Vitamin D May Prove Vital In Suppressing Symptoms of Multiple Sclerosis
Low vitamin D levels have been associated with numerous health risks including risk of death from cardiovascular disease, cognitive impairment in older adults, severe asthma, and cancer, as well as diabetes, hypertension, and glucose intolerance. But, it turns out vitamin D may also play a role in fighting multiple sclerosis (MS) by blocking the migration of destructive immune cells to the brain.
HealthHub reports that previous research has shown MS to be more prevalent in parts of the world the furthest from the equator where there is less sunshine to stimulate the production of vitamin D in the skin. A new study took this information and began exploring whether vitamin D could help prevent or fight MS, and the results look promising.
MS is caused by the body’s immune defenses damaging myelin, a fatty insulating sheath which covers nerve fibers and allows for the proper transmission of nerve signals. When myelin becomes damaged, it can lead to symptoms as subtle as slight numbness to more severe blurred vision and even paralysis.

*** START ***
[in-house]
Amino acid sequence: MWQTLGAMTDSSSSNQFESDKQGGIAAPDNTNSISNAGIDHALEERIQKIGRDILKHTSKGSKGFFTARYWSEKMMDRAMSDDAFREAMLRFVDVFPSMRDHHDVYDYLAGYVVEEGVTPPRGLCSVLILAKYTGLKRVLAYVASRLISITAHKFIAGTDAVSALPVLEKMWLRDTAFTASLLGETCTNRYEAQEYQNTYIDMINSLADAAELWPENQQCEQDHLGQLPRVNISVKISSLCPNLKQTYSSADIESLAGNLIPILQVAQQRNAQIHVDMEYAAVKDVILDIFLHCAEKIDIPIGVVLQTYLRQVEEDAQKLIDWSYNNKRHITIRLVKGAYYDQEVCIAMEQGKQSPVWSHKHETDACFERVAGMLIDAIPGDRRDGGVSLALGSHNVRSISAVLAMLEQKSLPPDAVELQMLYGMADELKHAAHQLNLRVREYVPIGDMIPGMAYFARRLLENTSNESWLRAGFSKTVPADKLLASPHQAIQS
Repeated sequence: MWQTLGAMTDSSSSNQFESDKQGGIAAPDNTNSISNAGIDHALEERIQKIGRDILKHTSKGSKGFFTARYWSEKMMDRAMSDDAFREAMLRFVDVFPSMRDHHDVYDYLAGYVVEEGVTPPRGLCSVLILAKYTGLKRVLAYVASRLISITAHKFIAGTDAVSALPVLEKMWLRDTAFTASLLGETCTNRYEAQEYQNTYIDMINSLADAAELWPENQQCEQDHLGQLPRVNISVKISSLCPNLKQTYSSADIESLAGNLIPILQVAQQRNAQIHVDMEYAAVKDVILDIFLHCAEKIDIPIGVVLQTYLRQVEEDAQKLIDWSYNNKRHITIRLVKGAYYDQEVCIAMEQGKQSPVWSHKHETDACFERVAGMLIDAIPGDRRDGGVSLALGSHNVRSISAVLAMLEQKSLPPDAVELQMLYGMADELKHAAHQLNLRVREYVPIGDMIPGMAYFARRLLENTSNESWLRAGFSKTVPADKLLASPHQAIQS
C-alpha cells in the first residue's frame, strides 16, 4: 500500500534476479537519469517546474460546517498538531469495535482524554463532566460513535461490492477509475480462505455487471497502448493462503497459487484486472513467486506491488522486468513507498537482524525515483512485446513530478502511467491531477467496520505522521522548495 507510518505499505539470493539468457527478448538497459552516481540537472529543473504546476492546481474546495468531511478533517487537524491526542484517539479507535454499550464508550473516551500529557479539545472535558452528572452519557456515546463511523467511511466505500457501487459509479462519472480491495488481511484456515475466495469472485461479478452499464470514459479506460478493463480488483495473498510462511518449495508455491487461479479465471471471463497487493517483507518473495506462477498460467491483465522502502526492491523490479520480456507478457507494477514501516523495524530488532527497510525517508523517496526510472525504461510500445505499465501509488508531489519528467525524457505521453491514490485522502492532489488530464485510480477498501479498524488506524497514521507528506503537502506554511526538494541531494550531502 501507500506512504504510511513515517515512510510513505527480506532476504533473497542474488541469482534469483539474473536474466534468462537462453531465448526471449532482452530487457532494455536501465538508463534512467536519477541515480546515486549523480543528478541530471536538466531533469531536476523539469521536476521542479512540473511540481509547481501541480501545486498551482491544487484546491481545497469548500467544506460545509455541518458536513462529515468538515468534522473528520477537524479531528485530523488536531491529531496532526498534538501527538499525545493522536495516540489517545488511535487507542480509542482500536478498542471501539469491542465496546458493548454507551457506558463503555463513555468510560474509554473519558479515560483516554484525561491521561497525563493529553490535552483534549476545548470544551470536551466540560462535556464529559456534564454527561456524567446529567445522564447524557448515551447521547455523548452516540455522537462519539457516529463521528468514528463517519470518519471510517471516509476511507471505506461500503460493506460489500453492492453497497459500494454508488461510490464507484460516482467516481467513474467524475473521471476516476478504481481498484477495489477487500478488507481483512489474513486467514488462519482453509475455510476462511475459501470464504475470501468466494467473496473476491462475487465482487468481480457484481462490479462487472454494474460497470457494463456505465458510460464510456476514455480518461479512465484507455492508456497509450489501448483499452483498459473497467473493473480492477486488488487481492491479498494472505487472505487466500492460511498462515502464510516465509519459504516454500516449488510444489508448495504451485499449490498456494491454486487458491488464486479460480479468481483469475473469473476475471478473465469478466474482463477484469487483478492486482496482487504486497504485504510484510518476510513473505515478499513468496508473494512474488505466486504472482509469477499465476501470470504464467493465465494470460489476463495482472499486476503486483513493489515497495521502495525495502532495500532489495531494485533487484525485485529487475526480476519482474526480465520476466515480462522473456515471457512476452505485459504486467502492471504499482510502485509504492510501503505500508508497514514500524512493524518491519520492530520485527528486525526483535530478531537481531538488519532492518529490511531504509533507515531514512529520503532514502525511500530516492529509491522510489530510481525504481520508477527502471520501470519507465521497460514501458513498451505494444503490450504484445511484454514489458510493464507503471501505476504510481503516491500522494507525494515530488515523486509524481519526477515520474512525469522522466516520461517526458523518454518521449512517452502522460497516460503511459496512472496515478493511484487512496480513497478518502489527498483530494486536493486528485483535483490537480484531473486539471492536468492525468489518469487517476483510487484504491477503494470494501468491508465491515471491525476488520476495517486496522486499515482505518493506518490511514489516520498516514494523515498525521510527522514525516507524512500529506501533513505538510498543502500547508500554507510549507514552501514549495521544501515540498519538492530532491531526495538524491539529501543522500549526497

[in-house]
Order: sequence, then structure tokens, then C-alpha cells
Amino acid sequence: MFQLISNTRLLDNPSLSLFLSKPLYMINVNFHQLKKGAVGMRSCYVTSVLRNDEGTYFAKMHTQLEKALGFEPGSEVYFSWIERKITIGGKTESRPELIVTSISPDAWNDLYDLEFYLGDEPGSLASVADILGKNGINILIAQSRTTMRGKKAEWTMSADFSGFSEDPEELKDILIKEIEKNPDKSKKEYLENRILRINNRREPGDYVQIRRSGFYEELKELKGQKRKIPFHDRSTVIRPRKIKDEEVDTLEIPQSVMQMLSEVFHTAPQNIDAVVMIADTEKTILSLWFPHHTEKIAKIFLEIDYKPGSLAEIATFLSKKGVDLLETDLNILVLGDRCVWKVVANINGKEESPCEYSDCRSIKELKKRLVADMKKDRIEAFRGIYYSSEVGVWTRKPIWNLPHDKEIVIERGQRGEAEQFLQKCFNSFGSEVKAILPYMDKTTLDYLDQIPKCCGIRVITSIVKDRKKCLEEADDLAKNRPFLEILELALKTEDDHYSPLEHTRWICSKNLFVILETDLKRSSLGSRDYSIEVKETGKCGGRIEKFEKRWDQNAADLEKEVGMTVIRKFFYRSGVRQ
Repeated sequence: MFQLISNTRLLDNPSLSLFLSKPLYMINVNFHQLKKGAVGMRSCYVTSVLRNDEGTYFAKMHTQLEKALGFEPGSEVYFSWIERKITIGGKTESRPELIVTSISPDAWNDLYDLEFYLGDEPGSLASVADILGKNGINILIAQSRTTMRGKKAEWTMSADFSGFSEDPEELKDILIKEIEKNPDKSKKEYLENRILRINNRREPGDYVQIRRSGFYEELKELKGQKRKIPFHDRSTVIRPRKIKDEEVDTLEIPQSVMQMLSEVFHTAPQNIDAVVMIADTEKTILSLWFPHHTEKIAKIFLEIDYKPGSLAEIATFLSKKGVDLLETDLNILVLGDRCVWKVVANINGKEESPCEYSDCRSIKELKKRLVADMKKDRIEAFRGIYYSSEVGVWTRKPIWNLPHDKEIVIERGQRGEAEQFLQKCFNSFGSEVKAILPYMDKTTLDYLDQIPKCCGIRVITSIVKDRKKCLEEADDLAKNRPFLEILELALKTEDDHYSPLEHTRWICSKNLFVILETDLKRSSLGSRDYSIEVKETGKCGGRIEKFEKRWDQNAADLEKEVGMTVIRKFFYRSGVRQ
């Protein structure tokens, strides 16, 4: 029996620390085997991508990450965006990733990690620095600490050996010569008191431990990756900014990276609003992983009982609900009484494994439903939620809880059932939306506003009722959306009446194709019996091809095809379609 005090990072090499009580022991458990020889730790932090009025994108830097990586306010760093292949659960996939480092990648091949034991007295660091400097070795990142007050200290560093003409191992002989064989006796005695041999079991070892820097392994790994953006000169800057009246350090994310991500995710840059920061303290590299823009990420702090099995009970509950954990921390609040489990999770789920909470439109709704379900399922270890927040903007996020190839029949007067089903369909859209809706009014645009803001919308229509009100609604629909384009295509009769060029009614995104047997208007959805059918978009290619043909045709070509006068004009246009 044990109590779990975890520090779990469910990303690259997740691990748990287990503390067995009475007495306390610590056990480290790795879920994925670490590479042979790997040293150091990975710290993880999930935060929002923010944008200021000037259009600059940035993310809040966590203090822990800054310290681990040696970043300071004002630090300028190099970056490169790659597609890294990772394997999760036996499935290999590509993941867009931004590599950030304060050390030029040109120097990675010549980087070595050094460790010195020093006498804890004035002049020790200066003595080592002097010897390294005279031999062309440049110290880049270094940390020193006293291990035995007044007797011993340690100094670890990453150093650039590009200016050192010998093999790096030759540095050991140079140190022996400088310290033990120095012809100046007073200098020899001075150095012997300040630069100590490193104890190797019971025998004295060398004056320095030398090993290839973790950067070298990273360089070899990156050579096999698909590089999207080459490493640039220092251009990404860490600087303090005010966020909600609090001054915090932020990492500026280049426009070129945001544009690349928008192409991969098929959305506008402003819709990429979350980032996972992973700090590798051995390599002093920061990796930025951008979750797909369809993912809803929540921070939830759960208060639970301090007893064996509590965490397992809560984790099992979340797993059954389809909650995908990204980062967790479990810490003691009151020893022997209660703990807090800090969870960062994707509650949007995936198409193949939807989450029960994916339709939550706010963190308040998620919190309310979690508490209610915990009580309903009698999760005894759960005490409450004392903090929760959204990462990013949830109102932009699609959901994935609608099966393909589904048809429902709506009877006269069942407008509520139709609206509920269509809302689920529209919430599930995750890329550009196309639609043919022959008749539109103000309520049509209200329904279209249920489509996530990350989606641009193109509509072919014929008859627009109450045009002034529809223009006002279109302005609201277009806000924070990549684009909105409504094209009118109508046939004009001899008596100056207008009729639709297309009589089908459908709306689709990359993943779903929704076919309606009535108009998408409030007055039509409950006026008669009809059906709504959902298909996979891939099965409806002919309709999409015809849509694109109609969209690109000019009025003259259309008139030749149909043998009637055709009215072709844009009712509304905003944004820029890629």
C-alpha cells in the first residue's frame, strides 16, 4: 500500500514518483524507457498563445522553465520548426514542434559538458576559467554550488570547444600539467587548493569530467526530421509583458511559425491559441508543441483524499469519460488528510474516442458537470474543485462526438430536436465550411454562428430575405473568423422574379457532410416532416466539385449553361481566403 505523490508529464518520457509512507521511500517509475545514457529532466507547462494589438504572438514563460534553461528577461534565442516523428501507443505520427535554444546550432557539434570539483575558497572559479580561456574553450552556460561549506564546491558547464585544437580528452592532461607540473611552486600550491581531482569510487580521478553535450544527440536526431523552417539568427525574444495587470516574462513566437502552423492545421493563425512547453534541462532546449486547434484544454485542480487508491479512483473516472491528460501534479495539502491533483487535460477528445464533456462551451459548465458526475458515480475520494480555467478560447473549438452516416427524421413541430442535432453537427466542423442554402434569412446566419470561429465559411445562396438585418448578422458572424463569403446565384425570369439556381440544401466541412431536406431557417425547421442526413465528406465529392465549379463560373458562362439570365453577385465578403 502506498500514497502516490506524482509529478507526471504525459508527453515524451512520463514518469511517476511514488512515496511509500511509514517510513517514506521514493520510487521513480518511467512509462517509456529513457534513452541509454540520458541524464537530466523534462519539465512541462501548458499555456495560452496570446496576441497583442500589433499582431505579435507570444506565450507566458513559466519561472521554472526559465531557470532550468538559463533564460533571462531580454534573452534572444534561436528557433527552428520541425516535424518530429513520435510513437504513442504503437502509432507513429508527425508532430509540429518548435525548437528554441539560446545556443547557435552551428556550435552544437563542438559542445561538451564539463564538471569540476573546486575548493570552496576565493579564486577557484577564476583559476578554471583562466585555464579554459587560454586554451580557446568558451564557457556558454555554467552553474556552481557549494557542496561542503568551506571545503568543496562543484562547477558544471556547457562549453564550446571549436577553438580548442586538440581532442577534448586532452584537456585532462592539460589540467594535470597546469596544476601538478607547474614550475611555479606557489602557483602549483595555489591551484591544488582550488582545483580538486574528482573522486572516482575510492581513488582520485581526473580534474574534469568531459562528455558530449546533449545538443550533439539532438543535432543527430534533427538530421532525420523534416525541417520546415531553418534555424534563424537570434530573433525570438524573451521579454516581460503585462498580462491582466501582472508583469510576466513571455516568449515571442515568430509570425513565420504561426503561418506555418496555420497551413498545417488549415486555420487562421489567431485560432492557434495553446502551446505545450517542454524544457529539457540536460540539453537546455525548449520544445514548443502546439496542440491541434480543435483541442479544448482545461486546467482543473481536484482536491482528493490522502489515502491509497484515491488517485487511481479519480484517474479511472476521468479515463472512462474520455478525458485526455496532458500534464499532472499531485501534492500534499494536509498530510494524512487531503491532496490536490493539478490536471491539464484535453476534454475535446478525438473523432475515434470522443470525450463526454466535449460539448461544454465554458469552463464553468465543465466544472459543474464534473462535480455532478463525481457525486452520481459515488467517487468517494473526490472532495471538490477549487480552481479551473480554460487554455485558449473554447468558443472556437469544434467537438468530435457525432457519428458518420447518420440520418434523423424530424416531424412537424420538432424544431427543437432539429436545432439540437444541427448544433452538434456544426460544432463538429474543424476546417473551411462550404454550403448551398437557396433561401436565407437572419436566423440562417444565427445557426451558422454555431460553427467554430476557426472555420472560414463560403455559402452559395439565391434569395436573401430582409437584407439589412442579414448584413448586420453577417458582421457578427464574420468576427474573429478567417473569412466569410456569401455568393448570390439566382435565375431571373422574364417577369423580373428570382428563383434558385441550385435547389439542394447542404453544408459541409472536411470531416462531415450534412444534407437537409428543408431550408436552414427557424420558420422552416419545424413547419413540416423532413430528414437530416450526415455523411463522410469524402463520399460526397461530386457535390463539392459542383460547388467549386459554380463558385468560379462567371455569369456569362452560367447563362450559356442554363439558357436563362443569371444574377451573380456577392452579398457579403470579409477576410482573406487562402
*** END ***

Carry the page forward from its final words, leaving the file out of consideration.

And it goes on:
“With this research, we learnt vitamin D might be working not by altering the function of damaging immune cells but by preventing their journey into the brain,” said lead scientist Dr. Anne Gocke, from Johns Hopkins University School of Medicine.
“If we are right, and we can exploit Mother Nature’s natural protective mechanism, an approach like this could be as effective as, and safer than, existing drugs that treat MS.”
When a person has MS, immune system cells known as T-cells are set to travel out from the lymph nodes and seek out myelin in the central nervous system. These T-cells attack the myelin, creating problems with nerve signal transmission.
Dr. Gocke’s team simultaneously gave mice the rodent form of MS while also gving them a high dose of vitamin D. The team saw that mice given vitamin D had their disease symptoms suppressed by the vitamin. Even when large amounts of T-cells were found in the bloodstreams of the mice, very few were seen in their brains and spinal cords.
“Vitamin D doesn’t seem to cause global immunosuppression,” said Dr Gocke. “What’s interesting is that the T-cells are primed, but they are being kept away from the places in the body where they can do the most damage.”
However, vitamin D doesn’t appear to actually prevent MS from forming, but instead prevents symptoms from arising. As soon as vitamin D was withdrawn from the mice, MS flared up very quickly according to the findings piublished in Proceedings of the National Academy of Science.